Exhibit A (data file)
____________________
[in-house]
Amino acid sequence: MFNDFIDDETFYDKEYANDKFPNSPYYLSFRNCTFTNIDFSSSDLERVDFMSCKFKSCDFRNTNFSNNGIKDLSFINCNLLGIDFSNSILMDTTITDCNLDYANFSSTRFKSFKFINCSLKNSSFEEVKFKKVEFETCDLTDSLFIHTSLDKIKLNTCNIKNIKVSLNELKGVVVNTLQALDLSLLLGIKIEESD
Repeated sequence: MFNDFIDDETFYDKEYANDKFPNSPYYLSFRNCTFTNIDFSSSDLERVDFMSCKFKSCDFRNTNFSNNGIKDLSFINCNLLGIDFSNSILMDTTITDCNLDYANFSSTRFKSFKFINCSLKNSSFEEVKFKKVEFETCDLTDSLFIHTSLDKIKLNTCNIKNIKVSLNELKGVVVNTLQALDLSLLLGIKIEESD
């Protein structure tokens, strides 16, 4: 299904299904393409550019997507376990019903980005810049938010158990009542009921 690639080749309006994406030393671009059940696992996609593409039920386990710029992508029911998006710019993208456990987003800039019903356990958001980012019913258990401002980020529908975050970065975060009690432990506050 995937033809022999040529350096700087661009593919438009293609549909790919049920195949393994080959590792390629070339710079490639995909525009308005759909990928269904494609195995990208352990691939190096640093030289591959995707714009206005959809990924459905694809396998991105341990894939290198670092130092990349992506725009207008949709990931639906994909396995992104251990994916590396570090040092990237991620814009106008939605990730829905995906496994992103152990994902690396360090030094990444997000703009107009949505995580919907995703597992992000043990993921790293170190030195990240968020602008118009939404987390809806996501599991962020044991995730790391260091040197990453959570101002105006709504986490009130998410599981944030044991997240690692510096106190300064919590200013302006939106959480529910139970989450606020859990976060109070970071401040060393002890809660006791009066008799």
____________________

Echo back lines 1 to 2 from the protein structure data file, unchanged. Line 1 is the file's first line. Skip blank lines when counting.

[in-house]
Amino acid sequence: MFNDFIDDETFYDKEYANDKFPNSPYYLSFRNCTFTNIDFSSSDLERVDFMSCKFKSCDFRNTNFSNNGIKDLSFINCNLLGIDFSNSILMDTTITDCNLDYANFSSTRFKSFKFINCSLKNSSFEEVKFKKVEFETCDLTDSLFIHTSLDKIKLNTCNIKNIKVSLNELKGVVVNTLQALDLSLLLGIKIEESD